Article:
The main aim of any advertisement is to get the person viewing it to understand and align with the product or brand being presented – we know from years of research that visuals are one of the most effective ways of doing this. The images a company or brand uses in their campaigns are most often the part that resonates most with the audience, so the images you use need to give the right impression. So, with these new guidelines coming into place, it’s important to make sure you’re using images that reflect diversity and gender equality to show your brand’s positive approach to the changing views in society.

There has been an uplift in the number of adverts that feature a range of family dynamics, girls and boys taking part in the same activities, and men and women working alongside each other in physically challenging jobs like the army. Depicting gender equality and showing that gender doesn’t determine what a person can or can’t be interested in is one of the crucial messages that businesses need to portray in their advertising. This will help them fall in line with the latest guidelines and make their advertisements more appealing to the changing society of today.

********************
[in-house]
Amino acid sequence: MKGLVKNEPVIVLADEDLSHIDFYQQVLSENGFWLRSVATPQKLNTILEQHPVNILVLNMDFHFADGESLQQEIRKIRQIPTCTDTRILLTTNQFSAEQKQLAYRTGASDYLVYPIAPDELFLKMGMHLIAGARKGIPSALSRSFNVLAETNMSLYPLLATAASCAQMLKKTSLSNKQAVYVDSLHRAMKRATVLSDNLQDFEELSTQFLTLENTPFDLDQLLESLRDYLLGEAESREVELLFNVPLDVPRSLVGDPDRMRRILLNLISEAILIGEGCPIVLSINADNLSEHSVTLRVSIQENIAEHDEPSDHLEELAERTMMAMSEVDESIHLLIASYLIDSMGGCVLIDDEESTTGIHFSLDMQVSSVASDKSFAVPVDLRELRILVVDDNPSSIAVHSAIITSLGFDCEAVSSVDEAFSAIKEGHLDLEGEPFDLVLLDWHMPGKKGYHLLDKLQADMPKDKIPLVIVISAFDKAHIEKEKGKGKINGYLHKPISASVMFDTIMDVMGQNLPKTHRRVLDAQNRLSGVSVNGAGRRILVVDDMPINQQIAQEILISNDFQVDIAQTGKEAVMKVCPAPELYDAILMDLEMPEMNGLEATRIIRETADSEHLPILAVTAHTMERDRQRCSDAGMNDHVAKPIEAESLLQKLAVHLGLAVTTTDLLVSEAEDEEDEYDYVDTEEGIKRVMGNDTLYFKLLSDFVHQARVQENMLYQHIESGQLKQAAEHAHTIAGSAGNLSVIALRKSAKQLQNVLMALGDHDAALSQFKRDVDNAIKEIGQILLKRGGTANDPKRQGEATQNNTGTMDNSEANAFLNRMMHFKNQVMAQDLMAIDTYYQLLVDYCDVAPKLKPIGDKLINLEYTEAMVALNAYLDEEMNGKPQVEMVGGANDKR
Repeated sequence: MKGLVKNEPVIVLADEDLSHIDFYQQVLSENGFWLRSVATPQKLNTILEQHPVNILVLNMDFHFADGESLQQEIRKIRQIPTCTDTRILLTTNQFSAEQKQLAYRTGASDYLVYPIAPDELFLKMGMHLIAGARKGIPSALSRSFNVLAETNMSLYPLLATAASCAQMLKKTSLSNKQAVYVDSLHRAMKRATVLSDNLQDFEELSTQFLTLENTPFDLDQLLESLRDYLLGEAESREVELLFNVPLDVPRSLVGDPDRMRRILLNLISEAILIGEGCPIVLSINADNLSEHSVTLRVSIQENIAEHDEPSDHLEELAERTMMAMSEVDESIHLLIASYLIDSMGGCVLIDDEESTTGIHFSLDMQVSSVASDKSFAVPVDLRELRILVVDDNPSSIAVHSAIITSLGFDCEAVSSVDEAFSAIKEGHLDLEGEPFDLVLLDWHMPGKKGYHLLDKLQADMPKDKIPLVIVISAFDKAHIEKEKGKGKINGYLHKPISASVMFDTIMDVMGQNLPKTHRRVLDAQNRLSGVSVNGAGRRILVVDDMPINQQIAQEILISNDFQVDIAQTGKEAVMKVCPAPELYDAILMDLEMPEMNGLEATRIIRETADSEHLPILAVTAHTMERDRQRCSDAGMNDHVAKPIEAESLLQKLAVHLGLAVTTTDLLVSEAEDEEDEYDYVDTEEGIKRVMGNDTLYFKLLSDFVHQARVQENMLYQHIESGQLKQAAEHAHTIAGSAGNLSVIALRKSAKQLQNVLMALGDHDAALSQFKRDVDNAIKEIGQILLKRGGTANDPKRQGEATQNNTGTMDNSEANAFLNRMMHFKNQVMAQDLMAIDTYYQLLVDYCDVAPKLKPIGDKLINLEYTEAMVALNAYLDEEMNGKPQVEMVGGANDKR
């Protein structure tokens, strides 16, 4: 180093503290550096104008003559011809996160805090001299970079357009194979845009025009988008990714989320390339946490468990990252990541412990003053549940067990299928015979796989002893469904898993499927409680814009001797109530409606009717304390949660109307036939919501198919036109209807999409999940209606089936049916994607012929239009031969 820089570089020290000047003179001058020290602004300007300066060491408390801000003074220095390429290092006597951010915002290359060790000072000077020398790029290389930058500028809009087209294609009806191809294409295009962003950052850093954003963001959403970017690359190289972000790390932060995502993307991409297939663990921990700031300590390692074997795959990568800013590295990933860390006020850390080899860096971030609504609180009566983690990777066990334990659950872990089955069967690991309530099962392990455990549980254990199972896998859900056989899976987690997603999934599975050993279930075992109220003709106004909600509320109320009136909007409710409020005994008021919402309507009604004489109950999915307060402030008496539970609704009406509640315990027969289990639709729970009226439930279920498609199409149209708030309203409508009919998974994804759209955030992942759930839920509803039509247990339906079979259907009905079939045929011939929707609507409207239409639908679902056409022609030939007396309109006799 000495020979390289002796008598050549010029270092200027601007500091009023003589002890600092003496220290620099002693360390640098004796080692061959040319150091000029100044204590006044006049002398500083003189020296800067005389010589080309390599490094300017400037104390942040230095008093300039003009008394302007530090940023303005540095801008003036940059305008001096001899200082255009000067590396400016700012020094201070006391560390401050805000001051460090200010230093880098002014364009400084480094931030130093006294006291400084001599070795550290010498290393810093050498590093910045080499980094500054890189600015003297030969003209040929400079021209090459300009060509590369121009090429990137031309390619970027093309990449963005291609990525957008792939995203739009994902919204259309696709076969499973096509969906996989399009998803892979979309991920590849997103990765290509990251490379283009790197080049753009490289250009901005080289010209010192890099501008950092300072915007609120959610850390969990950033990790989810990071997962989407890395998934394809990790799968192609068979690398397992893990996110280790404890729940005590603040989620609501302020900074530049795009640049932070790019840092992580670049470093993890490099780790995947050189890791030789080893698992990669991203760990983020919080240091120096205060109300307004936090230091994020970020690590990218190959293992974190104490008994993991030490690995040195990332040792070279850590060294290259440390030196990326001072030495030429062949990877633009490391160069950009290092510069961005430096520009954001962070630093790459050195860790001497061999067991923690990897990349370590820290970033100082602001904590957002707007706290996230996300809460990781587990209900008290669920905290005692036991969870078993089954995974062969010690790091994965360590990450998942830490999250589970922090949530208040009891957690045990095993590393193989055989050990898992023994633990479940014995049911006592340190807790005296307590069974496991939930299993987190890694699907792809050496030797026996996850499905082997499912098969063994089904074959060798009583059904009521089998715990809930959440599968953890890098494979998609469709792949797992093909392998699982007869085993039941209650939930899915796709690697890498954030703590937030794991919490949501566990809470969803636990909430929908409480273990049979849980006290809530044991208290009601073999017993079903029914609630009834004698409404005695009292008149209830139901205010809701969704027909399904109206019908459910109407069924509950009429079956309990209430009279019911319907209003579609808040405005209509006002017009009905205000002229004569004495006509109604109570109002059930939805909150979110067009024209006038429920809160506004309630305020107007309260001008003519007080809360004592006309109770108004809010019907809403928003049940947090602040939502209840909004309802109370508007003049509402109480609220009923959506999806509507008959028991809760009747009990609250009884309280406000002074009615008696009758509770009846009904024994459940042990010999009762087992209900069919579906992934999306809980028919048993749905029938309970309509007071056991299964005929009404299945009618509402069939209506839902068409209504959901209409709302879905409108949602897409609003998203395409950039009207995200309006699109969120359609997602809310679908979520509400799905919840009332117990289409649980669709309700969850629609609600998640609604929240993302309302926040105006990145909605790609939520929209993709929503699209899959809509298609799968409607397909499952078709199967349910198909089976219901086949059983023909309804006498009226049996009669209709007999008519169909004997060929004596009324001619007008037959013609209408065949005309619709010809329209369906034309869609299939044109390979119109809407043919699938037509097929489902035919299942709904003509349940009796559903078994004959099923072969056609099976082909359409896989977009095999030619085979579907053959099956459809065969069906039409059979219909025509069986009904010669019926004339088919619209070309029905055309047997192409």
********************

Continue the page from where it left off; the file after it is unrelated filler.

Father lifting baby son to tree branches
Blend Images / Alamy Stock Photo

Moving towards the future

It’s not going to be an overnight change, but we’re already starting to see retailers and brands taking steps towards a less stereotypical and gender-limiting world of advertisements. It’s important to remember that this move isn’t to prevent gender-targeted advertising, but instead aims to encourage more positive and nurturing content that boosts self-esteem rather than negatively impacting it.